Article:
Please view the main text area of the page by skipping the main menu.

Seiko's rural luxury watchmaker: Made in Japan to 0.01 of a millimeter

Luxury mechanical watches from the Grand Seiko brand are seen at Morioka Seiko Instruments Inc. in Shizukuishi, Iwate Prefecture, on April 9, 2021. (Mainichi/Ikuko Ando)

MORIOKA -- While Switzerland might be famous for its upmarket mechanical watches, this small town in north Japan boasts a luxury watch manufacturer to stand among the very best; one of its highly skilled artisans can even adjust a watch within 0.01 millimeter of distortion.

    The enduringly popular Morioka Seiko Instruments Inc., based in the town of Shizukuishi, aims to turn its home region into a "sacred place" for mechanical watches. At its factory, surrounded by the natural splendor found at the base of Mount Iwate, craftspeople bring together tiny parts to create the Grand Seiko brand's sophisticated luxury mechanical watches.

    Morioka Seiko Instruments Inc.'s cleanroom where watchmakers work is seen in Shizukuishi, Iwate Prefecture, on April 9, 2021. (Mainichi/Ikuko Ando)

    The heart of a watch is its movement, the about 3 centimeters in diameter mechanism consisting of more than 200 parts. Company Vice President Yukinori Kato, 62, proudly said, "There are only a few companies around the world that take on the entire process from designing and making parts, assembling movements, final inspections to shipping."

    At the back of the factory sits a studio with a roof sloping toward Mount Iwate. Completed in July 2020, the studio was designed by architect Kengo Kuma, who was also behind the Japan National Stadium. Among its provisions are a cleanroom for parts assembly, a display corner where visitors can learn about the structure of mechanical watches, and a retail space to try on and buy watches.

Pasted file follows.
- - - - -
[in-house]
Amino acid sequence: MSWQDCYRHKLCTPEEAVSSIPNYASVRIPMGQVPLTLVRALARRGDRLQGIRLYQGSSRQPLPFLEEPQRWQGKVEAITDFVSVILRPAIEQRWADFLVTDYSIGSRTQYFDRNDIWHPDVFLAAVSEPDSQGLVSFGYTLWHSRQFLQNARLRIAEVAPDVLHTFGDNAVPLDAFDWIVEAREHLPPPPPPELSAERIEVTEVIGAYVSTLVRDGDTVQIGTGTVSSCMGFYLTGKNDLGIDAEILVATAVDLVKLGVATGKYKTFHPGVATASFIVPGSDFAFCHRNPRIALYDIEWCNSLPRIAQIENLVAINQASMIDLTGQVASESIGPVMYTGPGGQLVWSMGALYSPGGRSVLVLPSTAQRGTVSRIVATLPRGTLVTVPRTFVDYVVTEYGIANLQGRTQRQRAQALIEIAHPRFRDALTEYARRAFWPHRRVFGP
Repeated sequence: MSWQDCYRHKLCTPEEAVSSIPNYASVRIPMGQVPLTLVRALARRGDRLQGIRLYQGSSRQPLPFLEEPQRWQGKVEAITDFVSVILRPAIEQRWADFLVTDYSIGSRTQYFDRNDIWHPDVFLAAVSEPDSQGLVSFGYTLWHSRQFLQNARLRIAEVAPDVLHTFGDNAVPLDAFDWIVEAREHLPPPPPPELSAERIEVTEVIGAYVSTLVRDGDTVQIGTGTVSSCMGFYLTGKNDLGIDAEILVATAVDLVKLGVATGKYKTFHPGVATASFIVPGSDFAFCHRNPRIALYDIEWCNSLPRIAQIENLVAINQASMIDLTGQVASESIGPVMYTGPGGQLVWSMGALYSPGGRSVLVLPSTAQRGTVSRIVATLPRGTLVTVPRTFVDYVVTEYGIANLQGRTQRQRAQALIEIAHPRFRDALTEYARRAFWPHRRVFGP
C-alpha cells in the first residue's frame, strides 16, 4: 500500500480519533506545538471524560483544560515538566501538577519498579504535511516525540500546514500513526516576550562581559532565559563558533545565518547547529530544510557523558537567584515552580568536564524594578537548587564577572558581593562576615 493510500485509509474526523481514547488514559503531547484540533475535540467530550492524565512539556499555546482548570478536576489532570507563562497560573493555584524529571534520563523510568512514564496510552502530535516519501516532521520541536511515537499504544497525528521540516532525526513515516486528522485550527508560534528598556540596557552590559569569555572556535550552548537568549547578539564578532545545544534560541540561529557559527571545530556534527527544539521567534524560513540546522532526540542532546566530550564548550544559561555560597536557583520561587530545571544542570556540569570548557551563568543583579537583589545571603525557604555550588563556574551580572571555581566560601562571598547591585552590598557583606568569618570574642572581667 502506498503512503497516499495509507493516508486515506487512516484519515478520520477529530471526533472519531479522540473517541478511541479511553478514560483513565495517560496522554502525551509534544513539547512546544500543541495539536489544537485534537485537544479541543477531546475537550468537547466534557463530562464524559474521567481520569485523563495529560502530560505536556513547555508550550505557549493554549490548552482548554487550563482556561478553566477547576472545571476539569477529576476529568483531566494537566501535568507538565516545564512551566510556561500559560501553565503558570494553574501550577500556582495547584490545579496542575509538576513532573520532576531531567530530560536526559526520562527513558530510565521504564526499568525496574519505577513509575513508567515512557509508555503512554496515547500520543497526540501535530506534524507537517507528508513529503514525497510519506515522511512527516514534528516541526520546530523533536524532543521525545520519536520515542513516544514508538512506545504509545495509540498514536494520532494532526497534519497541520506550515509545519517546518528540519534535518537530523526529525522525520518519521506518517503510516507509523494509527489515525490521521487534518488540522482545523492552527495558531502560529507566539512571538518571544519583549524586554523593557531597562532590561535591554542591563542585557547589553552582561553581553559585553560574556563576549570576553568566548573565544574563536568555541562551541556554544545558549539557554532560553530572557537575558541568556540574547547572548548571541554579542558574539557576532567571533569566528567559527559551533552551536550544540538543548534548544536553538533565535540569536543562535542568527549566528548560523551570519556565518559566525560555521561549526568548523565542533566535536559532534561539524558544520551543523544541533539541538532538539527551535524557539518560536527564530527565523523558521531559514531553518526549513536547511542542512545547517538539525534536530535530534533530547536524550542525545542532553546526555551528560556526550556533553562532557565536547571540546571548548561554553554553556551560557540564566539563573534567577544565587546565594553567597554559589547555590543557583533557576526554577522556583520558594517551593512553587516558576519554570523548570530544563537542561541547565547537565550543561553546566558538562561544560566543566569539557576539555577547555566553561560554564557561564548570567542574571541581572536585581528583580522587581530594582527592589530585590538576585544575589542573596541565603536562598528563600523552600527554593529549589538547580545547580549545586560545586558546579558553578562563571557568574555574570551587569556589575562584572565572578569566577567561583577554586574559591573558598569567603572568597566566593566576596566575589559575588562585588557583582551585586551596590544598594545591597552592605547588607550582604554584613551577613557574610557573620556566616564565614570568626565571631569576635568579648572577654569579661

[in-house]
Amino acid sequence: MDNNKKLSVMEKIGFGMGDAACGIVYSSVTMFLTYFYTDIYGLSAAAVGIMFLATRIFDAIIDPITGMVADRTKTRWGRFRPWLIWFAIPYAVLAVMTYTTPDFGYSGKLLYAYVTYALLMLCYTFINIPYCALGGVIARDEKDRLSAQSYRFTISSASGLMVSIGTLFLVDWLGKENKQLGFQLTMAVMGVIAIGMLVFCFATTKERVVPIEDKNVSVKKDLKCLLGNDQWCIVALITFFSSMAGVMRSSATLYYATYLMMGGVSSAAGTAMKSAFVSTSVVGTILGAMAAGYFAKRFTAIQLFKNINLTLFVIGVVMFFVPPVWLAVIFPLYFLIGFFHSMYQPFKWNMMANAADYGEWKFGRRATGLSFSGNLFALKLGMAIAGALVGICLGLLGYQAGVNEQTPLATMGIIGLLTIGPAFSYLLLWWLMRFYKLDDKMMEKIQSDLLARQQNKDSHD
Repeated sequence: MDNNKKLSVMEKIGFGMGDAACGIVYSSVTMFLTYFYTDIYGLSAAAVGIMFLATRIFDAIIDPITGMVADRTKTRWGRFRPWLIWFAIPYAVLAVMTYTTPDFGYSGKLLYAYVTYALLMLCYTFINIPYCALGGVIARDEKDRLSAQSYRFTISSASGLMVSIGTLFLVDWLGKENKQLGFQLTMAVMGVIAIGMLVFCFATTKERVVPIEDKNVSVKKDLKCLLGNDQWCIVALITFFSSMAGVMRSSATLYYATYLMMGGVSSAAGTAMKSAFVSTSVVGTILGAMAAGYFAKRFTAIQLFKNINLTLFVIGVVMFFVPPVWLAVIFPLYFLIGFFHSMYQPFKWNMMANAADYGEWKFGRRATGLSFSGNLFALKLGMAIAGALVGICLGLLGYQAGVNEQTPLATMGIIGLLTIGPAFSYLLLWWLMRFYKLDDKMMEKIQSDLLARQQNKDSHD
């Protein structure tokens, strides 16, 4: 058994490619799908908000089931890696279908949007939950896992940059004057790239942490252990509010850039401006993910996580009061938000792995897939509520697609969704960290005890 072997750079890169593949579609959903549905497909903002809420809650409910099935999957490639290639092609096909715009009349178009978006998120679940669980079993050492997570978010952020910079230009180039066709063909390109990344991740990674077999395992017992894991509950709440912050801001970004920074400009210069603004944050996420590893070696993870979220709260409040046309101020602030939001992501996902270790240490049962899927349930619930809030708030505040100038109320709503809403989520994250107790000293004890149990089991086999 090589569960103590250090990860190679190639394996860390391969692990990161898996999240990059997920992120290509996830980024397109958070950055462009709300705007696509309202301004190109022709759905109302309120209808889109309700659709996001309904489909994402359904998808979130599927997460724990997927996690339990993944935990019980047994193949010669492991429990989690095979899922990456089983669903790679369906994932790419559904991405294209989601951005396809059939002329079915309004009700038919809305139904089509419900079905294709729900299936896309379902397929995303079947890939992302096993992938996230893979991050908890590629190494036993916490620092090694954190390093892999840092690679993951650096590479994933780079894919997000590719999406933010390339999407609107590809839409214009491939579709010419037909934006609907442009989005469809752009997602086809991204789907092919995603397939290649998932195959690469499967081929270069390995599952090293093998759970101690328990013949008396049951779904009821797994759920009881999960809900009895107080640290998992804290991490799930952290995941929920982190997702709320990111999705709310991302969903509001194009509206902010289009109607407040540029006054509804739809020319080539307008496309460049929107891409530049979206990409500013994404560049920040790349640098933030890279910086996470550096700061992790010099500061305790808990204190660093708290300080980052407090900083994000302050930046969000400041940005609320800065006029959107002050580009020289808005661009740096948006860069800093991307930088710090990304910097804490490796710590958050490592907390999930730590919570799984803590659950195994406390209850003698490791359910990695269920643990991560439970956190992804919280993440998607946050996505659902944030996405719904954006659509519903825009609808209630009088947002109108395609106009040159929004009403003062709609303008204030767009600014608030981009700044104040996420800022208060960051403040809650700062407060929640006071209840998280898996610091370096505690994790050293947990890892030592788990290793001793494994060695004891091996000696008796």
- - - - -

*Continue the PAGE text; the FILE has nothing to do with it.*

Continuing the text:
The working tables lined up between the immaculate white walls and pillars of the cleanroom are specially made using traditional Iwate Prefecture furniture using techniques called the Iwayado Tansu drawers. Through glass separating the factory tour route from the cleanroom, Tsutomu Ito, 48, a modern master craftsperson, was seen at a working table.

    Ito is a highly skilled artisan in charge of adjusting the hairspring, an especially important part in the movement. Using tweezers, he adjusts distortions in units of 0.01 millimeters. Company President Yoshiaki Hayashi, 62, is full of admiration for his skills, saying: "He seems to be able to see distortion our eyes cannot."

    Currently, public factory tours are suspended to prevent coronavirus infections, but the company plans to resume tours by reservation in the near future. Hayashi said, "I want many people to know about the world-class watches manufactured in Shizukuishi, and to make this place hallowed ground for mechanical watches."

    (Japanese original by Ikuko Ando, Morioka Bureau)

    Also in The Mainichi

    The Mainichi on social media